A small airplane soaring 2,000 feet above the ground on Monday released a steady stream of Mediterranean fruit flies, all of them male, into the air above Florida’s affluent Palm Beach County. The population would be considered invasive in the wild, but officials prefer to call them “sterile” because these particular flies can no longer do the damage an invasive species can. The mission of those flies? Mate with the local females.
Earlier in the day, the flies were loaded onto a plane in Sarasota, a stopover on the opposite side of the state. They made up one batch of approximately 100 million fruit flies that were en route to Palm Beach County from Guatemala. That shipment of 100 million was just one of countless weekly deliveries that have made the same journey as part of a large-scale fruit fly prevention program launched in 1998.
The brief layover in Sarasota gave staffers at the United States Department of Agriculture’s (USDA) Animal and Plant Health Inspection Service (APHIS) a chance to rear the male flies, which were previously sterilized with radiation in Guatemala, which meant that any Palm Beach female that mated with a sterilized Palm Beach male would be unable to produce offspring from the encounter. The females could still reproduce with wild males, of course, but by flooding various regions in the state with sterile males, APHIS could reduce the likelihood that they actually would. An invasive female fruit fly is capable of laying up to 800 eggs within in its month-long lifespan. This sterile release program (call it fruit fly birth control) greatly reduces that reproductive capacity.
Left to its own devices, the Mediterranean fruit fly—known as the Ceratitis capitata, scientifically, or the Medfly, for short—can wreak havoc on Florida’s fruit farms. The pest originated in sub-Saharan Africa, but can now be found in many tropical and subtropical regions around the world, including in the United States in Florida and California.
Female fruit flies typically breach thin-skinned fruits and vegetables like tomatoes, peaches, cherries, and eggplant, entering through surface nicks and cuts to lay their eggs. Fruit flies are also fond of citrus fruit, even though the skins aren’t necessarily thin.
When the larvae hatch, they feed on what’s inside. When produce is infested, it becomes inedible. And because the Medfly can reproduce rapidly, infestations can quickly render large parts of a harvest inedible. In other words, the species, left to its own devices, can devastate crops. In a state like Florida, where farmers produce over a billion dollars worth of produce each year, a Medfly outbreak can severely impact the food available on grocery store shelves around the country. The Medfly is not the same fruit fly you are likely to encounter in your home kitchen when you leave ripe fruit on the counter for too long. That’s is a species called Drosophila melanogaster. The Medfly does damage at a much larger scale.
Preventing a fly feast is the point of APHIS’s two-decade-old sterile Mediterranean fruit fly release program, which distributes 4 billion sterilized fruit flies into high-risk areas in Florida each year, according to USDA public affairs specialist Abbey Powell. Palm Beach County is one of those areas, as are Hillsborough, Miami-Dade, and Broward Counties. According to APHIS, no Mediterranean fruit fly outbreak has been documented in Florida since the program’s launch. APHIS also runs sterile fruit fly release programs in Texas and California.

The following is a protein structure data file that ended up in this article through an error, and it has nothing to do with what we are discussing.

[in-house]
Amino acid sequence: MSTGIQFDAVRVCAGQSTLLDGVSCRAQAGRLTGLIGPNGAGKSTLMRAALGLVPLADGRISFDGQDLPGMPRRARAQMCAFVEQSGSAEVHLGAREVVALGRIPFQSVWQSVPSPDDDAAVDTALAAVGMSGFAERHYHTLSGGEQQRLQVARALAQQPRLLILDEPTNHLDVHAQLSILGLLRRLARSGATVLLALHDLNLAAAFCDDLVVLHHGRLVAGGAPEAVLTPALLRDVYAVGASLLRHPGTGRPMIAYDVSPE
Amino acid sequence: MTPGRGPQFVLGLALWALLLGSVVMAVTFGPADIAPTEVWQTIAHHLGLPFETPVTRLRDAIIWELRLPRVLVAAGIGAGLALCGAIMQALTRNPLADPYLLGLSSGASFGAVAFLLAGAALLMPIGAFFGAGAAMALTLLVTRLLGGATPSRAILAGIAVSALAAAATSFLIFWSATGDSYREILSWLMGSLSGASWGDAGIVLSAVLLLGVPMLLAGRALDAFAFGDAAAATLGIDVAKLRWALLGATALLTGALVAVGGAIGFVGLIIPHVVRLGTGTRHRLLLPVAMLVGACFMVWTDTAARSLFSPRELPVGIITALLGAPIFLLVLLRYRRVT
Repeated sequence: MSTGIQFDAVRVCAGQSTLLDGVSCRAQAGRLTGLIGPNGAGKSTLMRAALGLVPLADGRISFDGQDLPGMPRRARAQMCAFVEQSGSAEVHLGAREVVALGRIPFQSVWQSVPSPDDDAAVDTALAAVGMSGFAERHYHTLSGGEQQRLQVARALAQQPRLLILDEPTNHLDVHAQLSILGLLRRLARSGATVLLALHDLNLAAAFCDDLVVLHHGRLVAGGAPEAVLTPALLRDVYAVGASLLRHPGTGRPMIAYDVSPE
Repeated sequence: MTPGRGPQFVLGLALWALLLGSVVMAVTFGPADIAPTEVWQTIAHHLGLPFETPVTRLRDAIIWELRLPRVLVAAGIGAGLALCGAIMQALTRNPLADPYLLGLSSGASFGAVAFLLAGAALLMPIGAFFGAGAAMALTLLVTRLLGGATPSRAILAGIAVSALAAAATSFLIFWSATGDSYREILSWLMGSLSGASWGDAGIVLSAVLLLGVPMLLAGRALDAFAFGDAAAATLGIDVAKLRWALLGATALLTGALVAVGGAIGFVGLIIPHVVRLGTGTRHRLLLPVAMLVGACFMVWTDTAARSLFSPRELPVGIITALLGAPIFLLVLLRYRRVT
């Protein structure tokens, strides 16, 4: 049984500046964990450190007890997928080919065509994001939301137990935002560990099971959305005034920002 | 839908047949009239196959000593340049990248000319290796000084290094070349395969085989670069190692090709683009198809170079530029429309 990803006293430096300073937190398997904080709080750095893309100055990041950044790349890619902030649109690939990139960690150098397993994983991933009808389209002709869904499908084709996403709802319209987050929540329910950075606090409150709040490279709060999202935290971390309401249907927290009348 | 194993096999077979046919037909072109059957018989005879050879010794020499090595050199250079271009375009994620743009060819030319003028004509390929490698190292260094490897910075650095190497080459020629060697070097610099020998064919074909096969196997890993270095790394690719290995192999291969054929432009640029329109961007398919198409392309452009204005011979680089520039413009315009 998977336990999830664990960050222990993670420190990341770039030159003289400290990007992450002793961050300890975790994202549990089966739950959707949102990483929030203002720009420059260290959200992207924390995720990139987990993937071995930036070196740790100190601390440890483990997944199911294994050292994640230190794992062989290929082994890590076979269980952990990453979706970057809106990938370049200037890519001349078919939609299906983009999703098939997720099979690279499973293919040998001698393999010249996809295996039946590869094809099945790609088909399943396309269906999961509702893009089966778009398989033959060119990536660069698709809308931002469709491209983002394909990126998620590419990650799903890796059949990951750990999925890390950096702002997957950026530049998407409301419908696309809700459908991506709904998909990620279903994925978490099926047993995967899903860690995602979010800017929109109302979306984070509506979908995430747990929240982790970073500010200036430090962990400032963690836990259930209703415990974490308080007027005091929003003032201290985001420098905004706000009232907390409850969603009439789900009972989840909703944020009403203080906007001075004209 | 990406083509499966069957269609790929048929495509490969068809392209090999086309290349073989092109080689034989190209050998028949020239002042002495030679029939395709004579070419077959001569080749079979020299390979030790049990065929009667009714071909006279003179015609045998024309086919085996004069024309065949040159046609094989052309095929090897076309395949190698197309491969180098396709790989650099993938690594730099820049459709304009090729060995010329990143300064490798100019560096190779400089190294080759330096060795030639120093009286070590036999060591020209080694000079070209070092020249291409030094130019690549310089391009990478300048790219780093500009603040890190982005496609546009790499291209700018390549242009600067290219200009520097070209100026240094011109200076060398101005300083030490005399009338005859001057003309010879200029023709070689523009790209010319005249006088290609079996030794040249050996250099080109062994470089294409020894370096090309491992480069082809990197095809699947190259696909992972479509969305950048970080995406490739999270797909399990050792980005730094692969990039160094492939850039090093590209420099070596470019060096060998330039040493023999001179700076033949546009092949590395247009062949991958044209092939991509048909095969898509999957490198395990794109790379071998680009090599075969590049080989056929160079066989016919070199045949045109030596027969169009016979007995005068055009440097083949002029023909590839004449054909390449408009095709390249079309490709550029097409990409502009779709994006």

The Medfly can destroy some of Florida’s most valuable agricultural products, and that’s a fear that looms large in the minds of tropical fruit farmers like Alexander Salazar, who grows mangoes and avocados in West Palm Beach. Salazar’s eight-acre farm hosts nearly 300 varieties of mangoes. Florida produces the most mangoes of any state in the U.S., and peak mango season begins in July.
“I got it … into my head that someday, [a fruit fly infestation] can happen and I could get shut down,” Salazar said in a phone interview. “I need to be prepared almost like I have to be prepared if there’s a hurricane or severe storm.”
A quarantine is triggered when two female fruit flies are found within a 3-mile radius of one another. That may sound like an infinitesimal find, but Medfly populations can grow exponentially,
“If that happens, you cannot sell your fruit other than if it’s consumed on site, but it cannot leave your property,” Salazar said. “And there’s no recourse. I mean that you don’t get a check from USDA when they shut you down, which is kind of terrible actually, because your fruit can be perfectly fine, but you can’t sell it or ship it. For those of us who are in this business, that’s our livelihood.”
The good news is that no fruit flies have been detected in Florida yet this year.
There’s also an interesting wrinkle in the popular narrative about the fruit fly’s roots in America. According to The Washington Post, almost a century ago, when the fruit fly first became an issue for growers stateside, farmers suspected the state’s plant board—now a division of the Florida Department of Agriculture—of maliciously burying Mediterranean fruit fly larvae in fields. In doing so, farmers claimed, plant board employees created a problem that only they could eradicate, thereby preserving their jobs in perpetuity. There’s little evidence behind the conspiracy theory, though one former staffer did claim, according to the Post report, that he was ordered to put fruit fly eggs in the soil whenever there wasn’t enough work for the plant board.
Today, the only fruit flies planted by agricultural officials are the ones ejected from planes by the millions.
Correction: An earlier version of this article misstated that the fruit flies are sterilized in Sarasota. They are sterilized in Guatemala, and then reared in Sarasota.